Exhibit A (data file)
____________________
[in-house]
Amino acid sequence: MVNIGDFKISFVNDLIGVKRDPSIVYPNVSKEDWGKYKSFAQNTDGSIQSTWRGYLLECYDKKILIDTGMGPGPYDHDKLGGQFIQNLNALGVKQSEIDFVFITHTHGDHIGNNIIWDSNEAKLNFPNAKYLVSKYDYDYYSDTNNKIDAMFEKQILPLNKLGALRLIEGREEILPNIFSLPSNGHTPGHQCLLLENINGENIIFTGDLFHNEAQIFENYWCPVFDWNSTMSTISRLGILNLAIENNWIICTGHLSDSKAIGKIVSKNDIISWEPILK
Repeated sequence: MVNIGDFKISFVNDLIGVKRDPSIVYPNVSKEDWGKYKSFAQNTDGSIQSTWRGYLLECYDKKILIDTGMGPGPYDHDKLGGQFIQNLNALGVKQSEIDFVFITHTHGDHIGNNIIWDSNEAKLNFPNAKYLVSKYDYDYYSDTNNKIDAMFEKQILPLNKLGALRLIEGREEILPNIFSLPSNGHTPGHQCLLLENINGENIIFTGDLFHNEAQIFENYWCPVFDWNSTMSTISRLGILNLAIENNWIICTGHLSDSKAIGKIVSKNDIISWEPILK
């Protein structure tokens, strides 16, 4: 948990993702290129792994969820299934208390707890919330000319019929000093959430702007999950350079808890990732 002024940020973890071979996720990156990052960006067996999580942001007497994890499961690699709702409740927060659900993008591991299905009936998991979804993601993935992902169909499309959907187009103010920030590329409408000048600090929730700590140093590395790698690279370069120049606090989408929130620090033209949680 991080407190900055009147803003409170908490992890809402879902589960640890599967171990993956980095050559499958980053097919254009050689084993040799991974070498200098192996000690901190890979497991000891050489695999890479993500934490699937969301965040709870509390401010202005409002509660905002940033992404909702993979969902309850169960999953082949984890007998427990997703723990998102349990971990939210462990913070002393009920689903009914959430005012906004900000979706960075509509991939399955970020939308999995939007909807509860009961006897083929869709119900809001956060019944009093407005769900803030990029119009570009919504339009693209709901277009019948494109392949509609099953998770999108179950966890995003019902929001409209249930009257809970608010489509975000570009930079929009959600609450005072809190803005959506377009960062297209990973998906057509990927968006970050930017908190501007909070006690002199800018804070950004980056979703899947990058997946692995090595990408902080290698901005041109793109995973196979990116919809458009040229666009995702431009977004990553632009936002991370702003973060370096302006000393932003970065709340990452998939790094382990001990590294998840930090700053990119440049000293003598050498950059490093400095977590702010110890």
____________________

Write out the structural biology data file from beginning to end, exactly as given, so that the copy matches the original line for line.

[in-house]
Amino acid sequence: MVNIGDFKISFVNDLIGVKRDPSIVYPNVSKEDWGKYKSFAQNTDGSIQSTWRGYLLECYDKKILIDTGMGPGPYDHDKLGGQFIQNLNALGVKQSEIDFVFITHTHGDHIGNNIIWDSNEAKLNFPNAKYLVSKYDYDYYSDTNNKIDAMFEKQILPLNKLGALRLIEGREEILPNIFSLPSNGHTPGHQCLLLENINGENIIFTGDLFHNEAQIFENYWCPVFDWNSTMSTISRLGILNLAIENNWIICTGHLSDSKAIGKIVSKNDIISWEPILK
Repeated sequence: MVNIGDFKISFVNDLIGVKRDPSIVYPNVSKEDWGKYKSFAQNTDGSIQSTWRGYLLECYDKKILIDTGMGPGPYDHDKLGGQFIQNLNALGVKQSEIDFVFITHTHGDHIGNNIIWDSNEAKLNFPNAKYLVSKYDYDYYSDTNNKIDAMFEKQILPLNKLGALRLIEGREEILPNIFSLPSNGHTPGHQCLLLENINGENIIFTGDLFHNEAQIFENYWCPVFDWNSTMSTISRLGILNLAIENNWIICTGHLSDSKAIGKIVSKNDIISWEPILK
């Protein structure tokens, strides 16, 4: 948990993702290129792994969820299934208390707890919330000319019929000093959430702007999950350079808890990732 002024940020973890071979996720990156990052960006067996999580942001007497994890499961690699709702409740927060659900993008591991299905009936998991979804993601993935992902169909499309959907187009103010920030590329409408000048600090929730700590140093590395790698690279370069120049606090989408929130620090033209949680 991080407190900055009147803003409170908490992890809402879902589960640890599967171990993956980095050559499958980053097919254009050689084993040799991974070498200098192996000690901190890979497991000891050489695999890479993500934490699937969301965040709870509390401010202005409002509660905002940033992404909702993979969902309850169960999953082949984890007998427990997703723990998102349990971990939210462990913070002393009920689903009914959430005012906004900000979706960075509509991939399955970020939308999995939007909807509860009961006897083929869709119900809001956060019944009093407005769900803030990029119009570009919504339009693209709901277009019948494109392949509609099953998770999108179950966890995003019902929001409209249930009257809970608010489509975000570009930079929009959600609450005072809190803005959506377009960062297209990973998906057509990927968006970050930017908190501007909070006690002199800018804070950004980056979703899947990058997946692995090595990408902080290698901005041109793109995973196979990116919809458009040229666009995702431009977004990553632009936002991370702003973060370096302006000393932003970065709340990452998939790094382990001990590294998840930090700053990119440049000293003598050498950059490093400095977590702010110890």